What are we getting for our national $100 billion investment in electronic medical records (EMRs), or $200 billion, or $300 billion – who knows what the final cost will be? In the primary care ambulatory world, not very much.
It’s not that EMRs are useless, they just don’t help very much. A recent study compared the average hemoglobin A1C levels, which measure average blood sugar levels in diabetics, between clinics that had EMRs and those that didn’t. The EMR clinics’ average hemoglobin A1C levels were 0.26% lower than the paper record clinics. About 5% more patients in the EMR clinics reached blood pressure goals, but there was no difference in cholesterol control. The long-term health improvements of these differences are negligible.
Another study compared the performance of clinics with and without EMRs on quality of care measures for patients taking anti-inflammatory medicines (NSAIDs). There was a 3% difference in the number of patients receiving guideline-recommended care.
Other studies find small positive effects, and others have even found the quality of care is worse with EMRs. Even the most ardent EMR supporters should be disappointed in these results.
Why don’t EMRs have a bigger impact on care quality? There are at least four assumptions of the EMR pushers that should be challenged.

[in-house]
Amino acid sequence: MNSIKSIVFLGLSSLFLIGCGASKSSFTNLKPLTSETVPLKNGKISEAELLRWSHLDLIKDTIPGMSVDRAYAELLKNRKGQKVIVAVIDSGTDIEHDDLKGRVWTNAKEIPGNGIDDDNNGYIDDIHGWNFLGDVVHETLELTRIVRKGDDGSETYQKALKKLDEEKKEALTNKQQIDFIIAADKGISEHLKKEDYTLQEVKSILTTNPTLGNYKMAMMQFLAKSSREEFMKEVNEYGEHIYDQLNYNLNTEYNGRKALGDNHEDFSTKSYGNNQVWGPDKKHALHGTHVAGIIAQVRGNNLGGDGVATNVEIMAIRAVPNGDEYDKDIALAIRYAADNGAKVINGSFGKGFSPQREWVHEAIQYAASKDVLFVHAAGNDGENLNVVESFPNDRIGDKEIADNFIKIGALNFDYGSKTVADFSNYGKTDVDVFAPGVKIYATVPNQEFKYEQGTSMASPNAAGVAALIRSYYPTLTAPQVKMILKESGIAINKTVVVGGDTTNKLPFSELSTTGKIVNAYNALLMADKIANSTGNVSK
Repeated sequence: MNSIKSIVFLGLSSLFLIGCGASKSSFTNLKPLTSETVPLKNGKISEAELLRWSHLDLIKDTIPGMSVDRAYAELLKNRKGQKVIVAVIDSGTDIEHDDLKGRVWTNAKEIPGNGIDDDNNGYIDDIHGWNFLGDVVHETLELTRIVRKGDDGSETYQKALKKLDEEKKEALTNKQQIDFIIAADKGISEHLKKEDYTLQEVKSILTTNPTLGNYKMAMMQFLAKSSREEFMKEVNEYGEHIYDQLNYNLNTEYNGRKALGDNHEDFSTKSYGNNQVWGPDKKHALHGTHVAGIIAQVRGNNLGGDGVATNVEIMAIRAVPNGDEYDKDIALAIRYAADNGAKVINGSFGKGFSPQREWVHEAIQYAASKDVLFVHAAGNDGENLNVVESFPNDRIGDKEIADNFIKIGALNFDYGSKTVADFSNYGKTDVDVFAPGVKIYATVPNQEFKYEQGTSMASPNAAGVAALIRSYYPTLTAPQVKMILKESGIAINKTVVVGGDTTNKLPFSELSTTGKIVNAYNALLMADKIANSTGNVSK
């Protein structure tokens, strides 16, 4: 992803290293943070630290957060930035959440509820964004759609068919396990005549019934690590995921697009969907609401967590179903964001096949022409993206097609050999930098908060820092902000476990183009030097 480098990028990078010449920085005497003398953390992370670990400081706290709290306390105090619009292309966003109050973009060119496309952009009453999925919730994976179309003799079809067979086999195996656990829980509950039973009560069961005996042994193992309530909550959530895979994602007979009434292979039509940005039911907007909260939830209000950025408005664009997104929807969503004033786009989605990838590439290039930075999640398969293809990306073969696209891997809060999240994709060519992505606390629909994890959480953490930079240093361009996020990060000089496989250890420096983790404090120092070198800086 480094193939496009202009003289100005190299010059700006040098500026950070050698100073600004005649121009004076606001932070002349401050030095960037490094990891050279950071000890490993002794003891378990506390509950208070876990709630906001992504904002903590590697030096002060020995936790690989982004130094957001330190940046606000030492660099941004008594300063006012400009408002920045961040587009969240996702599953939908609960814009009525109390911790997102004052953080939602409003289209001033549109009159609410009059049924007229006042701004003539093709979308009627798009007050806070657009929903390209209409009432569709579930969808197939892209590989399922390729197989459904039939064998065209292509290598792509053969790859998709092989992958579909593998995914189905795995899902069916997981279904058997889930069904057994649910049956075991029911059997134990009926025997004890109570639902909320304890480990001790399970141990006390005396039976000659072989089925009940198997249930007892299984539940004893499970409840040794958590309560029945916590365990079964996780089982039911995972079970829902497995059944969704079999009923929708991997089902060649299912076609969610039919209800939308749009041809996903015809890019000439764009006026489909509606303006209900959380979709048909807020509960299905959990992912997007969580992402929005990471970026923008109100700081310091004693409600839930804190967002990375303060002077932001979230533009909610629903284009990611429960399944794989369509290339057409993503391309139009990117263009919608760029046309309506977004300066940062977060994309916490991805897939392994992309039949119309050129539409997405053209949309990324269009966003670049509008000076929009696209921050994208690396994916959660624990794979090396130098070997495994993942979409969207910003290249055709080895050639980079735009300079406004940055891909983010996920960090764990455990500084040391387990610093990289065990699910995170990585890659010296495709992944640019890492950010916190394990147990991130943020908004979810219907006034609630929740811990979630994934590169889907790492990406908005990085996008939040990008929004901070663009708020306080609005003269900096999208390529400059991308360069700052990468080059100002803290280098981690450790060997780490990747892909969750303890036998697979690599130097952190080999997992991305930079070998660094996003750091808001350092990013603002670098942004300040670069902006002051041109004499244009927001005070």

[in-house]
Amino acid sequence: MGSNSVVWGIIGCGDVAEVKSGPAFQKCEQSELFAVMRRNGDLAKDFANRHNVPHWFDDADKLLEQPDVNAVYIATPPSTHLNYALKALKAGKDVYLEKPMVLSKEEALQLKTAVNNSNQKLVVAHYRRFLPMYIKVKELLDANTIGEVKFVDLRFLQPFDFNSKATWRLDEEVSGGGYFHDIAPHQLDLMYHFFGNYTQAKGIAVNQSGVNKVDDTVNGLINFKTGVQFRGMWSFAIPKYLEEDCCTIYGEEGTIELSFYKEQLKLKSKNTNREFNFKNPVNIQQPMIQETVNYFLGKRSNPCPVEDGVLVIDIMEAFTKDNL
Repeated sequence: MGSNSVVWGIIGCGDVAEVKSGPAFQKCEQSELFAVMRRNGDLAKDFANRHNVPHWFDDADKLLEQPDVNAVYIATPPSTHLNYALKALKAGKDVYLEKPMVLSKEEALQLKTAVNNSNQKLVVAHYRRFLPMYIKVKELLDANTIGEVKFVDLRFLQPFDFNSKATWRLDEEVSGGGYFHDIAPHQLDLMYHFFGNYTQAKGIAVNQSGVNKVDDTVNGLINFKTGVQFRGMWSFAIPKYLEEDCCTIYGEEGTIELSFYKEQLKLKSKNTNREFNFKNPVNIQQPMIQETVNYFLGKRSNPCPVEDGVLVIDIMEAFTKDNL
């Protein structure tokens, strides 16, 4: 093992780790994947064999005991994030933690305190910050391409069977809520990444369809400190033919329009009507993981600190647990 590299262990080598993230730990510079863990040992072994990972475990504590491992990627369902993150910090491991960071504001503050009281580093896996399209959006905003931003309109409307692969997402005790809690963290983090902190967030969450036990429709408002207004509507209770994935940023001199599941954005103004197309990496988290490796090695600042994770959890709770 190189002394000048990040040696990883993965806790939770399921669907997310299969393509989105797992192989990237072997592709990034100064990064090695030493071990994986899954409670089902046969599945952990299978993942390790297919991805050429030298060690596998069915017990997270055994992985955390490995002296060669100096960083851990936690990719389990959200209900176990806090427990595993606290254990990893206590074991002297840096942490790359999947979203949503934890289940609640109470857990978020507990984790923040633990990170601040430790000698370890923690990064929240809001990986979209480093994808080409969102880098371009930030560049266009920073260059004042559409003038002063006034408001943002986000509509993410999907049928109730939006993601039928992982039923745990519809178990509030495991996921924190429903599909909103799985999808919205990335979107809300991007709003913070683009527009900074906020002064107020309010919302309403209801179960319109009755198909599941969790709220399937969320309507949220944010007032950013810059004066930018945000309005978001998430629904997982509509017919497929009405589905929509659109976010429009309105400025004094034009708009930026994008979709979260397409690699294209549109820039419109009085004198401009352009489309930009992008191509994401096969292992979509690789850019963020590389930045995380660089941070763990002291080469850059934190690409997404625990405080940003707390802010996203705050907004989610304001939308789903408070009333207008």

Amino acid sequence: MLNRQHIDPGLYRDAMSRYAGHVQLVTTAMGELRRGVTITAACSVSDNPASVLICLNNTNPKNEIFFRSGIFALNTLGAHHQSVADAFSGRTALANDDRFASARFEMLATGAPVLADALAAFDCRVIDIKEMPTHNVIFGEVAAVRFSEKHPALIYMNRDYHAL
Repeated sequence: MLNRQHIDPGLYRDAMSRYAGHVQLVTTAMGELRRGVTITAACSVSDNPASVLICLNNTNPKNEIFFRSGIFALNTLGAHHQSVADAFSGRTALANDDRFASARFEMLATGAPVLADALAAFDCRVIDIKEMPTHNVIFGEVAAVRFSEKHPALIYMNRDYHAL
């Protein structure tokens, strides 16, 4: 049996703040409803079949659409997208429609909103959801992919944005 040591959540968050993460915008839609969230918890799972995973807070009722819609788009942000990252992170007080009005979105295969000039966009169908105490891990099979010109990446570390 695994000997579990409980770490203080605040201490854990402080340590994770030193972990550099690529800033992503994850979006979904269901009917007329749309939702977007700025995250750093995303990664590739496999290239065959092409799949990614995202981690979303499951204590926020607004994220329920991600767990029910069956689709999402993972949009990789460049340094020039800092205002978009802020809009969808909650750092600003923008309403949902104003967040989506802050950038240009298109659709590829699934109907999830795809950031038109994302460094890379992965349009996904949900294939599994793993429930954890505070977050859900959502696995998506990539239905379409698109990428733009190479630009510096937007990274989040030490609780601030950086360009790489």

1. EMRs reduce medical errors – They clearly reduce errors with root causes such as illegible handwriting, but those errors are replaced with other errors: system crashes, data entry errors, and software that is built more for capturing billing data than improving clinical care.
2. More information equals better care – Oftentimes more information just means there is more distracting noise for the doctor to process that ultimately doesn’t and shouldn’t influence her medical decisions. A perfect example is the GE commercial where the patient is on the theater stage and the audience of doctors spouts off results of old tests. Information such as the results of a gallbladder sonogram 15 years ago really doesn’t matter today. If the gallbladder was removed because the sonogram showed gallstones, then it’s gone. There is nothing to gain in knowing how big the liver measured or how much stool was in the intestine.
3. Family physicians don’t provide recommended care because they don’t know what to do – Family physicians don’t need reminders of what constitutes high quality care. They need time to deal with all the complexities of patient care, which can’t be accomplished in a 15-minute visit for many patients.
4. EMRs reduce healthcare costs – Many of the chronic care and preventive interventions EMR reminder systems remind doctors to provide increase costs to the healthcare system. Examples include mammograms, some vaccines, cholesterol testing and treatment, and many drugs used for chronic disease treatment. Many analysts have noted the dearth of rigorously collected data measuring the full costs of EMR implementation, or its cost-effectiveness. Estimates by EMR advocates that EMRs will reduce overall healthcare costs can generously be described as an exercise in wishful thinking.
Next week I’ll show how EMRs have harmed primary care.